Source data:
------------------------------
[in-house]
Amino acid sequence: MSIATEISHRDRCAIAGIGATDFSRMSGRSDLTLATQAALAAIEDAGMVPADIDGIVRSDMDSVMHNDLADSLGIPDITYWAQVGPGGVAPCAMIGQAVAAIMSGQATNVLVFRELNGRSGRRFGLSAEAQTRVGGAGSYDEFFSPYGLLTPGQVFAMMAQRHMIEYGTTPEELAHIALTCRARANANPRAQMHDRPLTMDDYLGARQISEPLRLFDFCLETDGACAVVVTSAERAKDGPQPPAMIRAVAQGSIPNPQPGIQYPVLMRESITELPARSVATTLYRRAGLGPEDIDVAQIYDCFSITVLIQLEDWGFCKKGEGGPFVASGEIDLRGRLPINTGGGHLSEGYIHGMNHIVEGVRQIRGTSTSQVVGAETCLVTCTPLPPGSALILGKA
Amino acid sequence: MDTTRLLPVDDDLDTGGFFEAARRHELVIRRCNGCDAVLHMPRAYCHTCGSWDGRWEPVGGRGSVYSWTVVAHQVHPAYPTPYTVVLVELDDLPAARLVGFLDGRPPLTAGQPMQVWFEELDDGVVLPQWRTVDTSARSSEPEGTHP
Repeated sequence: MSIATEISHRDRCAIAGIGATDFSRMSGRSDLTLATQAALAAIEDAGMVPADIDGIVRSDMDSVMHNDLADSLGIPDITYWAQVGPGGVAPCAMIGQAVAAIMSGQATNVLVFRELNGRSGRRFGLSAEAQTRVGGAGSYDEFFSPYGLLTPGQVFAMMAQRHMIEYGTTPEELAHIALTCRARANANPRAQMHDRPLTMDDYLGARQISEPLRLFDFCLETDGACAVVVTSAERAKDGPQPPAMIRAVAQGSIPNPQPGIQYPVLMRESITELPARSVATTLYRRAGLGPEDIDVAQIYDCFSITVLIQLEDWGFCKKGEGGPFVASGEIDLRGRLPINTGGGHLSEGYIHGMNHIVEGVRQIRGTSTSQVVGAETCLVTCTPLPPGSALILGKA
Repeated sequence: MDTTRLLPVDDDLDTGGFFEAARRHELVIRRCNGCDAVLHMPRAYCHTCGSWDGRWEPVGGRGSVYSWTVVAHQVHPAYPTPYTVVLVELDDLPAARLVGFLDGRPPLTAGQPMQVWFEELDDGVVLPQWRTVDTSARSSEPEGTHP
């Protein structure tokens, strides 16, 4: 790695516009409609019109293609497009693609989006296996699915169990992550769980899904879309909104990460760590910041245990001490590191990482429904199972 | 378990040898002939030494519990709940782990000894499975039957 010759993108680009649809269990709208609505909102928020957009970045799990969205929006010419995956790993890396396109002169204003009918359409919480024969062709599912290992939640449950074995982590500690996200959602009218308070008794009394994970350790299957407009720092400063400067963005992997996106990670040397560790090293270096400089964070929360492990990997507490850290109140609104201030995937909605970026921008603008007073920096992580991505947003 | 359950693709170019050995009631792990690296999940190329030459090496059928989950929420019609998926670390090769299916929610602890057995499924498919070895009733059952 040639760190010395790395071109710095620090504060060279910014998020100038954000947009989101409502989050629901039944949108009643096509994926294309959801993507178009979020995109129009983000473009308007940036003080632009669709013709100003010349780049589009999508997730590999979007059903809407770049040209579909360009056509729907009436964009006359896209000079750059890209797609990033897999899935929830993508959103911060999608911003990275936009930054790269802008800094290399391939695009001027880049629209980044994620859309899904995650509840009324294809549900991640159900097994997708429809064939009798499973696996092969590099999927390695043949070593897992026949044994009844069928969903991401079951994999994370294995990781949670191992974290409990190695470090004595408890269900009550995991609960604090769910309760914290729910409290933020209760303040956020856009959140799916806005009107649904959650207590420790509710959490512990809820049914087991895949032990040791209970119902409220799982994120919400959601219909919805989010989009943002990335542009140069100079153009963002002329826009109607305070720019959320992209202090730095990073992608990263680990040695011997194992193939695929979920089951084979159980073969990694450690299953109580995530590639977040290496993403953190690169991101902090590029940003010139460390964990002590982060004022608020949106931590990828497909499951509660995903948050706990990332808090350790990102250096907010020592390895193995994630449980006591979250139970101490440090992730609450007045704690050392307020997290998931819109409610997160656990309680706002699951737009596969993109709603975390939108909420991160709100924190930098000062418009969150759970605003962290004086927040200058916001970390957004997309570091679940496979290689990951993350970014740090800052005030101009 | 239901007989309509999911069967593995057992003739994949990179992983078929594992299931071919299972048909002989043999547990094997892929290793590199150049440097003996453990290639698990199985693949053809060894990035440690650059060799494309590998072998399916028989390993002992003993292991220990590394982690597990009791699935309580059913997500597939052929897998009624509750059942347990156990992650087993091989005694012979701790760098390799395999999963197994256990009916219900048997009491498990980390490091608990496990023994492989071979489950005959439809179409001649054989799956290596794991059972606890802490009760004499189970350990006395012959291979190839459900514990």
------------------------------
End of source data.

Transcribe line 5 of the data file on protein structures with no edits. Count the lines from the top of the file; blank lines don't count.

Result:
Repeated sequence: MDTTRLLPVDDDLDTGGFFEAARRHELVIRRCNGCDAVLHMPRAYCHTCGSWDGRWEPVGGRGSVYSWTVVAHQVHPAYPTPYTVVLVELDDLPAARLVGFLDGRPPLTAGQPMQVWFEELDDGVVLPQWRTVDTSARSSEPEGTHP